HOLLYWOOD, Fla. — The Republican National Committee (RNC) Rules Committee meets here on Thursday amid calls for changes to convention rules that could make it easier for a new Republican presidential candidate to emerge to take on Donald Trump and Ted Cruz.
Discussion of the rules has created a political firestorm, with Trump, the GOP front-runner, accusing the RNC for rigging the nomination process against him.
Members of the obscure committee itself have been pulled into the fray, bickering in public over whether the rules should be altered.
Solomon Yue, an Oregon national committeeman and senior Rules Committee member, has clashed with RNC Chairman Reince Priebus over the chairman’s unwillingness to consider new rules.
In an interview ahead of Thursday’s meeting, Yue told The Hill he’s heard that allies of Priebus, namely RNC chief counsel John Ryder, are organizing a resistance to Yue’s proposed rules change that could restrict the possibility of nominating a candidate who has not been in the race, known as a “white knight.”
“I grew up in communist China; I came to this country for freedom. Back home there is no dissenting voice, period. My parents were told by the government that if I can’t keep my mouth shut that they would make me disappear in the night,” he told The Hill.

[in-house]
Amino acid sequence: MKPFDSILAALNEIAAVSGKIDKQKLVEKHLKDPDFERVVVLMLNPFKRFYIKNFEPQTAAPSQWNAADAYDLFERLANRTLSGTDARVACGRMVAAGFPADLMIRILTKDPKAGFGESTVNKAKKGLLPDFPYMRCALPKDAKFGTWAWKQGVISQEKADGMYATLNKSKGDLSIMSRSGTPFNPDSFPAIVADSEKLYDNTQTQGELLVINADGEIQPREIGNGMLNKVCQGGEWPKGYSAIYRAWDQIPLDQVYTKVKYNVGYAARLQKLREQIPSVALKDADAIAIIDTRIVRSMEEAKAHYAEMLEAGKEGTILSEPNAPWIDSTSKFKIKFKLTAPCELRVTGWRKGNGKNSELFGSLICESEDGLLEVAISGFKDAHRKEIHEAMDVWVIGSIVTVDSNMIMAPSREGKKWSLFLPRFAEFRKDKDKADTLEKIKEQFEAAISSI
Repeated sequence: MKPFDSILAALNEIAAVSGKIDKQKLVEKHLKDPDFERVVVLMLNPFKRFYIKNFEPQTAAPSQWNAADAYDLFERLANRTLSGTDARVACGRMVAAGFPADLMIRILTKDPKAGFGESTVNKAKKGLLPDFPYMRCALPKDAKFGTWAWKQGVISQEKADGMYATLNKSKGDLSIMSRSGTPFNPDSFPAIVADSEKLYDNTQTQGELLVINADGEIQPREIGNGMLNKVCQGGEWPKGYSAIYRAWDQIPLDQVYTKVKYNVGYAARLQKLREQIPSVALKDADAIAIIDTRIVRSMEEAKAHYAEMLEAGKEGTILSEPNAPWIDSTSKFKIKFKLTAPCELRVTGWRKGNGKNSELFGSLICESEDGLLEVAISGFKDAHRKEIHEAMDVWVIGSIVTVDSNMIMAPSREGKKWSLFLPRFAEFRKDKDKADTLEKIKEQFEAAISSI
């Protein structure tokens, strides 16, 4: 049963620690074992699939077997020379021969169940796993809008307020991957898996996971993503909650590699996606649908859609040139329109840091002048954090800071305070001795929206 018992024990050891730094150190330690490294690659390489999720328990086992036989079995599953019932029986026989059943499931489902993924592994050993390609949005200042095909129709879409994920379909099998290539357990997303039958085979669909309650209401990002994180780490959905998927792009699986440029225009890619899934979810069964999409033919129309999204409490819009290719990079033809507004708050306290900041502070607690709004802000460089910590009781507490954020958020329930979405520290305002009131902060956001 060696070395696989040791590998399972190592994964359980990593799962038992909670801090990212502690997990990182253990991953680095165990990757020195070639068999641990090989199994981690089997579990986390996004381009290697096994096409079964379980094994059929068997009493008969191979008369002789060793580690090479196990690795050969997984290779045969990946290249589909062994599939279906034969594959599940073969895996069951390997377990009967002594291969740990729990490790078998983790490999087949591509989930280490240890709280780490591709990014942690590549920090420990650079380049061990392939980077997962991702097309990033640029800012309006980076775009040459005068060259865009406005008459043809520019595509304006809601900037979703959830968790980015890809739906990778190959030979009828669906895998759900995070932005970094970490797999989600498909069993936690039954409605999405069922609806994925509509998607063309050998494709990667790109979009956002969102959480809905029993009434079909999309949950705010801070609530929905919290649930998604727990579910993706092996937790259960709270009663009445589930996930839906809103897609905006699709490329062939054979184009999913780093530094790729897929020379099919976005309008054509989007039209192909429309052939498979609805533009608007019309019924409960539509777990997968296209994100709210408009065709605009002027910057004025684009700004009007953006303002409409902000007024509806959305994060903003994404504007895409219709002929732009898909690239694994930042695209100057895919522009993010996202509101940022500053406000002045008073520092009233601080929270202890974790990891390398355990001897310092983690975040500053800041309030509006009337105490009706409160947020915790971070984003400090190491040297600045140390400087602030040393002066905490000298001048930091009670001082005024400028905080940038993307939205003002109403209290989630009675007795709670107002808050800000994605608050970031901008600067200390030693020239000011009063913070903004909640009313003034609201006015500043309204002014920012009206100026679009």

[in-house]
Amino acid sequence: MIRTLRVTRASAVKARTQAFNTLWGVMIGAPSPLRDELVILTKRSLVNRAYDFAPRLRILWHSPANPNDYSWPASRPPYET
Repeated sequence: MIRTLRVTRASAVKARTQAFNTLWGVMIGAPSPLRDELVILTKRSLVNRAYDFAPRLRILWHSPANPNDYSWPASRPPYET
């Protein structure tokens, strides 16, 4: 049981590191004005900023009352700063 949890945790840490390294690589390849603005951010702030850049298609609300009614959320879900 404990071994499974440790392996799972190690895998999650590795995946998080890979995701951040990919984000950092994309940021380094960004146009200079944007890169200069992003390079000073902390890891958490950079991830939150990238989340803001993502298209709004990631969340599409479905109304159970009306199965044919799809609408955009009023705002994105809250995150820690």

“I come here to this party, and guess what: Now I find myself become subjected because of my dissenting voice. … When a council’s office systematically tries to crush a dissenting voice, we have institutional tyranny.”
The RNC declined repeated requests to comment on Yue’s characterization of the opposition to his proposal. Priebus has repeatedly argued that the standing committee should not take up any rules changes this week and instead leave any changes to the convention delegates in July. That’s out of a hope to ensure the party remains neutral and doesn’t appear to be pulling the strings.
During any other year, the committee’s work goes largely unnoticed — most people aren’t exactly interested in dry party minutia — but a contested convention in July is the only realistic pathway for the anti-Trump forces within the party, so the debate over the rules that could govern the chaotic floor fight to come has brought the spotlight to the Sunshine State.
Yue’s proposal is likely to be one of the major flashpoints this week at the four-star Diplomat Resort & Spa overlooking the Atlantic Ocean just south of Ft. Lauderdale.
His change would throw out the complex convention rulebook based on the U.S. House rules in favor of a simpler set of rules. Called Robert’s Rules of Order, it’s the preferred rulebook of most government meetings, including at the state and local party level.
Yue, who says he is remaining neutral in the nomination fight, argues the chief benefit of the switch is that it cedes more power to the average delegate, who may not be steeped in House parliamentary procedure.
The change would also only allow a “white knight” candidate to be added to the nominating slate with the backing of a majority of the delegates, a tough climb considering most will likely back either Cruz or Trump. Yue said that under the current rules, the convention chairman holds the power to bring up nominations for a vote.
That flies in the face of Priebus’s repeated insistence that to maintain neutrality, the Rules Committee should not toy with any of the convention rules this week.